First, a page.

So, what are the challenges facing the industry and how does RegTech solve these issues?  Among the biggest challenges facing the financial services industry are data quality, cybersecurity, cost constraints, legacy systems, manual processes, complex compliance, siloed operations, and regulatory uncertainty. “RegTech solutions are helping firms to better identify, monitor, and mitigate behavioral risks through the use of smart data, cognitive machine learning, and natural language and robotics processing.”[4] Through the use of artificial intelligence, big/smart data analytics, distributed ledger technology, and machine learning, RegTech firms can help a financial institution reach the ultimate goal of reducing errors, improving overall compliance, enhancing financial crime detection and fraud surveillance, reducing manual processes and human bias, enhancing cost optimization, and redeploying human capital so highly skilled compliance resources can move from routine processes toward analytics.[5] From the regulators point of view, “RegTech solutions also offer the potential to reinvent and streamline approaches to the regulatory and supervisory process through real-time surveillance, distributed ledger technology and data analytics.”[6] Some best use cases of RegTech lie in the AML (anti-money laundering) and KYC (Know-Your-Customer) solutions; however, RegTech solutions can be used to extract and manage data to better underwrite loans, provide better financial reporting, and ultimately enhance consumers’ service experiences. 

 

Overall the impact of noncompliance poses both financial and reputation risk. This has frightened a number of institutions out of the market. But innovation is not just for the tech companies; the financial institution must also embrace innovation and evolve if it wants to be a player in this new business model.

 

A recent regulatory brief by PwC helps financial institutions to prepare for RegTech. It proposes that they:

 

  1. Think like a tech company and let innovation drive business decisions.
  2. Define the “why” by defining a targeted use case and demonstrate return on investment.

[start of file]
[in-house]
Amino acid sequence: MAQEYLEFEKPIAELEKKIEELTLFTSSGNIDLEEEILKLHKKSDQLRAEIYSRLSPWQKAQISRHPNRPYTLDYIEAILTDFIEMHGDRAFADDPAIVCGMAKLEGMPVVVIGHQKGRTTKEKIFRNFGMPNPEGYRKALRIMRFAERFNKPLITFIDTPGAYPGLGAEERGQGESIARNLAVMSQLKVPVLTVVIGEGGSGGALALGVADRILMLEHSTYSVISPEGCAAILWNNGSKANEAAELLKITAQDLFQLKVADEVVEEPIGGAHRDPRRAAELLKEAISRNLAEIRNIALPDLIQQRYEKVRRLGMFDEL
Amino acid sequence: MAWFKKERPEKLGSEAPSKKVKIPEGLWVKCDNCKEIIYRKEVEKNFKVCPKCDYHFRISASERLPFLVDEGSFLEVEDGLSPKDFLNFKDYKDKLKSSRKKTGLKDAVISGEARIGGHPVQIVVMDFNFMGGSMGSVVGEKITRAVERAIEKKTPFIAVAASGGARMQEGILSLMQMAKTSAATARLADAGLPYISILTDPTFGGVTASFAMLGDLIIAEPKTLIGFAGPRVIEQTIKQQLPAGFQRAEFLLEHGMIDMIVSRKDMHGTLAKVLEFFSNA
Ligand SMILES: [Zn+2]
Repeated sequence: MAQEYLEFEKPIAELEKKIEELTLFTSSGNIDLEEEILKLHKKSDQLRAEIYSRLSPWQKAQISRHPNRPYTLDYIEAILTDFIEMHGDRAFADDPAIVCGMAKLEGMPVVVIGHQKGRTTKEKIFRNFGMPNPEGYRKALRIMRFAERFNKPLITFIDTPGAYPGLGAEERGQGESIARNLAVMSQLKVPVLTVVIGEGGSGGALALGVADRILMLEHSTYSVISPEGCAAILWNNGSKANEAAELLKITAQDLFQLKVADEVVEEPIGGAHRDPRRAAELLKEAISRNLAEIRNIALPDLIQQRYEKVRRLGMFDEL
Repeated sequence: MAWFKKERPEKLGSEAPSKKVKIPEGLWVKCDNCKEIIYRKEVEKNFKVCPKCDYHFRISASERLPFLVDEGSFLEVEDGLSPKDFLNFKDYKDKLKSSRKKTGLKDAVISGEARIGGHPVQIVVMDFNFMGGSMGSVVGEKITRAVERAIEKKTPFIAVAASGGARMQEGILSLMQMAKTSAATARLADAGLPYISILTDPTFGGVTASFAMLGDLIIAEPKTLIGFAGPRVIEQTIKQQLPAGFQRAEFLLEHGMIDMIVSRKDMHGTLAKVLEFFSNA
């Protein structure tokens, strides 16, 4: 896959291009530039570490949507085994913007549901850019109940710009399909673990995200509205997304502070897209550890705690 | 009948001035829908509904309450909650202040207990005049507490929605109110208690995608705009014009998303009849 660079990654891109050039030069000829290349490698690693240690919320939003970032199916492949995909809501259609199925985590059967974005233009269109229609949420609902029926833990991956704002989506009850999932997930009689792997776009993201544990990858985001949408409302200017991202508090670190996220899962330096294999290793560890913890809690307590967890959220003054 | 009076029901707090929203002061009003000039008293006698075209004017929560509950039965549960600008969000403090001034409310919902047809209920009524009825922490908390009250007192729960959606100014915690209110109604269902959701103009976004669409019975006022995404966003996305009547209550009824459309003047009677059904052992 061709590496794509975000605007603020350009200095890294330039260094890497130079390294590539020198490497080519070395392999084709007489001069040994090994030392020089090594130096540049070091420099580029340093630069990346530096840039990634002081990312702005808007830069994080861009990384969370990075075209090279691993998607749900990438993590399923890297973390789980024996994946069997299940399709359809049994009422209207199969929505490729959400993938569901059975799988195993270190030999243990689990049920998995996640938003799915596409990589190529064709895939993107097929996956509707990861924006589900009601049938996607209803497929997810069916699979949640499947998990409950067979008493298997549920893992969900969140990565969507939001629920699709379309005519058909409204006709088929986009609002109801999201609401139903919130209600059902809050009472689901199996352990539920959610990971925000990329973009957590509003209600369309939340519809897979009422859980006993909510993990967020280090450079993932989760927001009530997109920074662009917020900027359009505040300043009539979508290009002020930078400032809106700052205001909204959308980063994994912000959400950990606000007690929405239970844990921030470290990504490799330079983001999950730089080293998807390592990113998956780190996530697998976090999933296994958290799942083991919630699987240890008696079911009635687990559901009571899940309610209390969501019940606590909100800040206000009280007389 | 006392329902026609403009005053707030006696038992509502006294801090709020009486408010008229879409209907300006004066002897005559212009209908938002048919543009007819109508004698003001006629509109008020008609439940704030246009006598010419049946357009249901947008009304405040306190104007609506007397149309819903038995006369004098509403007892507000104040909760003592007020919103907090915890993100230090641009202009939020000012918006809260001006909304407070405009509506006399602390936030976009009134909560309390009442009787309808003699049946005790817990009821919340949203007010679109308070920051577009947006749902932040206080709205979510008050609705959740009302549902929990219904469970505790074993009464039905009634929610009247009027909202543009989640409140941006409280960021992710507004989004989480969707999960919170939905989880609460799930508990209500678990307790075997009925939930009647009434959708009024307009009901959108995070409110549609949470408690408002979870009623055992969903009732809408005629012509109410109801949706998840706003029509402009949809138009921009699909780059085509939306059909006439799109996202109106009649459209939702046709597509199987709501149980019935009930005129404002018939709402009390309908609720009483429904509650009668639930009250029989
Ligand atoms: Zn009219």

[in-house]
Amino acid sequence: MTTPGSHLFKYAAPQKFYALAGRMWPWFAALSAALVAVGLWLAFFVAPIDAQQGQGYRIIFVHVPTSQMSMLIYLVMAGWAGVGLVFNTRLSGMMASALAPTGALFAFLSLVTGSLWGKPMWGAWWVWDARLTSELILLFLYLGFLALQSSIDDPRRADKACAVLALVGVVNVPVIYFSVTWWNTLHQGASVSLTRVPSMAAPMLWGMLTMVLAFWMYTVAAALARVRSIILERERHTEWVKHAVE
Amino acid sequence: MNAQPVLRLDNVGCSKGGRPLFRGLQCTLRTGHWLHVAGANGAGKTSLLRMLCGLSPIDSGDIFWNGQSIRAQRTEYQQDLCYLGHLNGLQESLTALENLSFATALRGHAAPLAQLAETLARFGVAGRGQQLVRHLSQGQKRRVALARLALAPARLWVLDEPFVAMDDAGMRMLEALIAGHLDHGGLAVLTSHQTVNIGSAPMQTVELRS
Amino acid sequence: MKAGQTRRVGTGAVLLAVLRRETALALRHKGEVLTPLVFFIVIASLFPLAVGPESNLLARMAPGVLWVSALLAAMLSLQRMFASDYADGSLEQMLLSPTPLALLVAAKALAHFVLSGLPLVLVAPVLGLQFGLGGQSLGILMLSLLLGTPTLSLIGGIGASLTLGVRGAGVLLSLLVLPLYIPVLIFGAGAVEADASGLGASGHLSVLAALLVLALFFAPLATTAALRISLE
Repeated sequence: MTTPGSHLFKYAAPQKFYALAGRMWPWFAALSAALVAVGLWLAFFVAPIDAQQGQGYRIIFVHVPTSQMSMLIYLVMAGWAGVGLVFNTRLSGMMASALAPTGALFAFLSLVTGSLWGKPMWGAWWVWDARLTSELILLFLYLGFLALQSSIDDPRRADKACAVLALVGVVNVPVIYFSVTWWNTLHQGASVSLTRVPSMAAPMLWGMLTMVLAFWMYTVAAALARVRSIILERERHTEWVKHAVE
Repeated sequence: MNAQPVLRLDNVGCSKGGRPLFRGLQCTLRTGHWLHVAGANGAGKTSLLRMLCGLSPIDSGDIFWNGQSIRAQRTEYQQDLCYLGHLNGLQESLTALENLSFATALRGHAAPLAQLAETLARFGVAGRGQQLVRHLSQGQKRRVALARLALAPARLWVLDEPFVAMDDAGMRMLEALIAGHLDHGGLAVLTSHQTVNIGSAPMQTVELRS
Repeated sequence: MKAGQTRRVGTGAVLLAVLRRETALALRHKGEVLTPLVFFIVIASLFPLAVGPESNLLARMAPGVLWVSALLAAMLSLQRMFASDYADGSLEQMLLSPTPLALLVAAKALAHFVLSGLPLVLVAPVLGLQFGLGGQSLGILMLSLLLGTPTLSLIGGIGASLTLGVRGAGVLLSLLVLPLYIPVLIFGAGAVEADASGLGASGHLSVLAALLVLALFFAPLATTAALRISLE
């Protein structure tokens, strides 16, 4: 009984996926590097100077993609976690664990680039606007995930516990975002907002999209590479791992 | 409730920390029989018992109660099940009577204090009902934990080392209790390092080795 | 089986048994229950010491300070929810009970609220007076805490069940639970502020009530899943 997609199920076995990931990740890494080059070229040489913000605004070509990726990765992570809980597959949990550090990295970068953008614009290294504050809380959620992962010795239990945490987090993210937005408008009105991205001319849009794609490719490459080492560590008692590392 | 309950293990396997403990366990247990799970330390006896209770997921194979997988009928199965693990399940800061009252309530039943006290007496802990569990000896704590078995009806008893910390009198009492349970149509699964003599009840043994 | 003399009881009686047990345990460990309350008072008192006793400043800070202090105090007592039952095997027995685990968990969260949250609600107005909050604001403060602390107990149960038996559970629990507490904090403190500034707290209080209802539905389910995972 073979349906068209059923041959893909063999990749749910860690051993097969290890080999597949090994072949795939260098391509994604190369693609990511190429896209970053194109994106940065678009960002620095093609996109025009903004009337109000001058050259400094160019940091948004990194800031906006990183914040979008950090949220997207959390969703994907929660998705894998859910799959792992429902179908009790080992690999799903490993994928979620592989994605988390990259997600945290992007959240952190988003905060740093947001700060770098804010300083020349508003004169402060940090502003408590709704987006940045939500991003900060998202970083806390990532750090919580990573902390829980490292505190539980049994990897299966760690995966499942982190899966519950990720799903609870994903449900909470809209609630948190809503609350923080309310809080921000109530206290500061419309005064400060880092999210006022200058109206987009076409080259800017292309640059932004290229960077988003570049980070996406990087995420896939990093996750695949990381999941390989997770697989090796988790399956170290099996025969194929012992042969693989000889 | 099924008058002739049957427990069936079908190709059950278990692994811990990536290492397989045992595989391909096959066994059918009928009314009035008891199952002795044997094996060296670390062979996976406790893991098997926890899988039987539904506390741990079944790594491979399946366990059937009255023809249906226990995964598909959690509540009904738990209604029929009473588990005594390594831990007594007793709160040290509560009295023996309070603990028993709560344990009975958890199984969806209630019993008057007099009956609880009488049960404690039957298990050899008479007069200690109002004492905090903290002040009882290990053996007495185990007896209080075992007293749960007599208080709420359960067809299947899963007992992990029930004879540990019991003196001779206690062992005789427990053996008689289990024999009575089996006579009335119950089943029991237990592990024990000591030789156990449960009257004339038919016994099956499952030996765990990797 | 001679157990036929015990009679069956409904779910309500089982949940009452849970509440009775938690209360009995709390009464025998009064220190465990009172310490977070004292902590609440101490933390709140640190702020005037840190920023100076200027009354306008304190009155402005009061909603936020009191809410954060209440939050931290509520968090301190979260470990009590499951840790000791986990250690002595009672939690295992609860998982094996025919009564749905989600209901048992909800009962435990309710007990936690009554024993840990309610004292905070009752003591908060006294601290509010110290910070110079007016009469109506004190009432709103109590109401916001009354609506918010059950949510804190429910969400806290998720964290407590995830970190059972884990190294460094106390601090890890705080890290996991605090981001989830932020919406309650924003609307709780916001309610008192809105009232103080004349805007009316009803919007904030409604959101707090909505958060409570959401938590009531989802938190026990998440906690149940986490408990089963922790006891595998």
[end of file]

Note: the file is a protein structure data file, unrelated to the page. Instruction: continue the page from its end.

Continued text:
3. Leverage infrastructure by assessing current systems and identify long-term goals.
  4. Use a test lab to evaluate and find the right solution.
  5. Assess sustainability by ensuring the RegTech’s operating model and funding levels are stable.[7]

 

The overall objective of RegTech is to help the financial services industry by simplifying compliance with regulatory mandates by making outdated and manual processes more manageable, streamlining business processes, and reducing cost. It may require a different way of thinking, but the potential benefits could make all the difference in the life cycle of the financial institution.

 

According to John Waupsh in Bankruption: How Community Banking Can Survive Fintech, a fourth choice for community bankers after merge, grow, or die, is Evolve. Innovation is not just for the “sexy” tech company. The financial services industry is evolving, and it is possible for the financial institution to evolve with it.

 



[1] 2017, Waupsh, John, “Bankruption: How Community Banking Can Survive Fintech”

[2] April 2017, KPMG, “The Nexus Between Regulations and Technology Innovation”

[3] Dec 2017, Cordium, “RegTech Realities: Moving from Reactive to Proactive Compliance”

[4] April 2017, KPMG, “The Nexus Between Regulations and Technology Innovation”

[5] April 2017, KPMG, “The Nexus Between Regulations and Technology Innovation”

[6] April 2017, KPMG, “The Nexus Between Regulations and Technology Innovation”

[7] Oct 2017, PwC, Regulatory Brief, “Get Ready for RegTech”

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Karen Mitchell
Karen A. Mitchell